Technology and The Common Core

July 03, 2012
Merve Lapus Western Regional Education Director

CATEGORIES Common Sense News, Digital Literacy, In the Classroom, Technology Integration

We had a great time at the International Society for Technology in Education (ISTE) conference in San Diego June 24-27 hosting two panels on digital citizenship in the classroom. We also learned a lot from the 30+ simultaneous sessions and the countless exhibitions, and hopefully the participants at our panel learned something new as well.

If there was one thing that surprised me the most in co-hosting the panel, it was the centrality of technology in the Common Core standards. Technology is mentioned in 78 standards. Yet there is no funding dedicated to purchasing digital tools.  Schools need to dig into their own pockets to fund these purchases. More importantly, even if they do find the funds, they have no idea how to use the technology.  

Representatives from the state of Delaware told us that the entire state uses online common core assessments, but the shift to online assessments has led to testing that lasts months across grade levels—hardly a convenience upgrade.  Similarly, technology is being introduced at a rapid pace in other districts, but curriculum designers are unsure how or when to leverage the technology. It’s a confusing spot at the moment for many.

In talking to educators, they frequently recommended scheduling weekly or biweekly meetings between the technology staff and the curriculum developers to better integrate technology. Seems like a great idea. They also frequently recommended mandatory training and professional development in using technology in the classroom. And, the training should be hands-on. Teachers frequently asked that the workshop leaders use the new technologies when showing how to implement them in the classroom.  It was surprising how many educators admitted to using old tech to talk about the new tech.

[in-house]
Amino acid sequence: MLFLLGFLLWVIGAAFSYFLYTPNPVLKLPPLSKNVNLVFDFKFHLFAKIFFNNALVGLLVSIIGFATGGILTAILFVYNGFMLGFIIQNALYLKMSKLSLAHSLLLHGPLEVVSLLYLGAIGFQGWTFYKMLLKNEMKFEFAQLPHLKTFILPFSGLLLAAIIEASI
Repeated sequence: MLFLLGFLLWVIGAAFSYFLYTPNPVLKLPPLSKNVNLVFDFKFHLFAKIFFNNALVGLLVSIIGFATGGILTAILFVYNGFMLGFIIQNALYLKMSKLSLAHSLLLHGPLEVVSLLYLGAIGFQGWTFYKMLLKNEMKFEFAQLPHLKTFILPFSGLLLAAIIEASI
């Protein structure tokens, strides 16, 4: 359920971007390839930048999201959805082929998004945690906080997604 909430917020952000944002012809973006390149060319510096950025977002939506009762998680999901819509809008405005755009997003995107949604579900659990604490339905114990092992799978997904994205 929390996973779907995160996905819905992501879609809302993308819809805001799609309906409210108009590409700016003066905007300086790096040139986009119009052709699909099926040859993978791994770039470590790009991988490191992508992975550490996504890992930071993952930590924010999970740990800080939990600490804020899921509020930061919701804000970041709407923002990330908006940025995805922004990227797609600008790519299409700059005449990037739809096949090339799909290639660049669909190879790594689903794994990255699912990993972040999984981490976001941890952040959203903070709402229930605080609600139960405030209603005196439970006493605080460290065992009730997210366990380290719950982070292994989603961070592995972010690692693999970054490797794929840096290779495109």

From the Exhibit Hall to the concurrent sessions, 1:1 initiatives (one laptop for every teacher and every student) were on the mind of educators and vendors.   A number of sessions addressed roll-out challenges with curriculum, programs, and hardware.  Many of the educators I met were just beginning to consider 1:1, but many did not have 24/7 access to technology. Most were based only at school through shared carts.  

The Exhibit Hall responded with Chrome books, tablets, netbooks, and a ton of classroom interactives.  Textbooks were nowhere to be seen, though textbook companies like McGraw Hill, Houghton Mifflin, and Pearson had huge booths—all showcasing apps and online texts.  

Even schools that cannot afford hardware for all their students are rolling out 1:1.  BYOD (Bring Your Own Device) has garnered significant attention, even with schools battling against the ACLU for not being able to ensure every child has technology to use.  Schools see this revolution much like our teachers did with TI 82 calculators in my high school.  It will be interesting to see where 1:1 goes from here.  Will schools provide all the tools, or will families be expected to provide the hardware?

ISTE is always a valuable experience. For those of us working in the trenches to educate kids, parents, and teachers about how to use digital media effectively, safely, and smartly, it was a great opportunity to engage with the real-world issues that educators face daily when implementing digital media.

Stayed tuned to this blog for more. In the coming months, we'll be discussing digital citizenship in BYOD or 1:1 programs, as well as curriculum and technology program staffing. Have a great holiday.

Photo/ Karen McMillan